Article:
To that end, I’ve also enjoyed the exposure to different cultures Books@Work has offered. The Chinese and Japanese literature that we read was very insightful. They weren’t necessarily my favorites, but I like to try new things, and the professors were able to take us deep into the cultural aspects of the literature and how the cultures are different from ours.

And then, I’ve enjoyed seeing how people are able to pull things out and notice what others don’t. When it was a group of all engineers, there were people I hadn’t worked with and I was surprised by their insights and comments.

How does the Books@Work reading differ from your everyday reading?

Reading for Books@Work gives me the opportunity to read fiction – which I love but don’t let myself read too often because I can’t put it down. The Dog Stars was one of the Books@Work books I finished right away; I got hooked on whether the two main characters were going to end up together. That’s why I try to stay away from fiction when I’m reading on my own. I’ve got to know what happens, and then everything else doesn’t get done.

My day-to-day reading is pretty much done only at bedtime, and often is a too-effective means of getting to sleep. It differs from my Books@Work reading in that, with Books@Work, we have assigned chapters to finish, and that puts a little more pressure on finding time to read – which is good. As a person who claims to like reading, I should carve out additional reading times in the week. I still have a book waiting in line that my daughter bought me for Christmas, And So it Goes: Kurt Vonnegut: A Life by Charles J. Shields. She bought it because I mentioned to her that we read Slaughterhouse Five in Books@Work.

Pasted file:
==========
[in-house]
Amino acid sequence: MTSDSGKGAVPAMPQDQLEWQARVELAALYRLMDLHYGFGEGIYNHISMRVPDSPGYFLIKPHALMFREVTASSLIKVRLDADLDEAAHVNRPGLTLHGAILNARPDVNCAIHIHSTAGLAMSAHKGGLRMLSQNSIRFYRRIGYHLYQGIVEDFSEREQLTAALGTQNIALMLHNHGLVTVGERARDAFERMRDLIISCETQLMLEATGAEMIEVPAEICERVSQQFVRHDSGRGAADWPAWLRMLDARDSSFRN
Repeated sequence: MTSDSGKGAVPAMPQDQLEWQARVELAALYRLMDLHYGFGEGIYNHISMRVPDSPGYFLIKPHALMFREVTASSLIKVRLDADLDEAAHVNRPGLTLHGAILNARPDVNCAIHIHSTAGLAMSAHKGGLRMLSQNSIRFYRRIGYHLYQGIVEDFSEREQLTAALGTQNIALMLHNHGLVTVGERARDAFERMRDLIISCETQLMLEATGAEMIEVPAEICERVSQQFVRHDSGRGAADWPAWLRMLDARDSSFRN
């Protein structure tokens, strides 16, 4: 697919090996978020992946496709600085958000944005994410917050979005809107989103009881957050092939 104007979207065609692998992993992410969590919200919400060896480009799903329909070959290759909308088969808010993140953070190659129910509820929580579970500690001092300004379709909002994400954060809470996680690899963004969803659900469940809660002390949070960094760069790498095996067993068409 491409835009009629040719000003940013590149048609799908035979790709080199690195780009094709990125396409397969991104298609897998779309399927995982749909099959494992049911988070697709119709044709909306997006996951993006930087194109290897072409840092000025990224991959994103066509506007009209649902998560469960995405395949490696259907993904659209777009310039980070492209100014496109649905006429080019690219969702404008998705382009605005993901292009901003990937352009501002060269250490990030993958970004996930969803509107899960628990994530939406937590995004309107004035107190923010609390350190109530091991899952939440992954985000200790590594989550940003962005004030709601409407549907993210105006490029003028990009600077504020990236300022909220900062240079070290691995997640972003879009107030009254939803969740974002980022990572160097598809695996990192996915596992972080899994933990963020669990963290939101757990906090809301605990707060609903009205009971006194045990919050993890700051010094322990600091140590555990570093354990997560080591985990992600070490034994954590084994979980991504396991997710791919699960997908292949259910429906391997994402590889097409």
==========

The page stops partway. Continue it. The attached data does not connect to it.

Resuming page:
What about the opportunity to discuss literature with others – what does that give you?

I have three daughters and they’ll recommend books. It’s a great resource to read a book that they have read or are reading. It makes you feel closer to your friends and family, sharing a book.

I guess that’s what we’re doing at work, too: getting to know each other on a different level, learning to respect one another’s point of view. Plus I think it just helps you read, if reading is something you want to do but have trouble making time for – it gives you a reason to read.

What would you tell someone who was thinking of trying out Books@Work?

I would be truthful and say that it can be uncomfortable at first, because it’s something you aren’t used to. But you can just sit and listen to everyone else. And it’s a neat experience, to share, once you get comfortable. If you’ve never been part of a discussion group, you should definitely try it.

Image: Lyubov Popova, Painterly Architectonic, 1918, [Public Domain] via Wikiart.org

Further Reading

Stories That Resonate: Sharing Literature With Veterans
For a More Creative Workplace: Foster Collaboration and Respectful Engagement
Comparing Points of View: A Reading Journey

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Cecily Erin Hill

Cecily Erin Hill

Cecily Hill is the Project Director, NEH for All at the National Humanities Alliance and former member of the Books@Work team.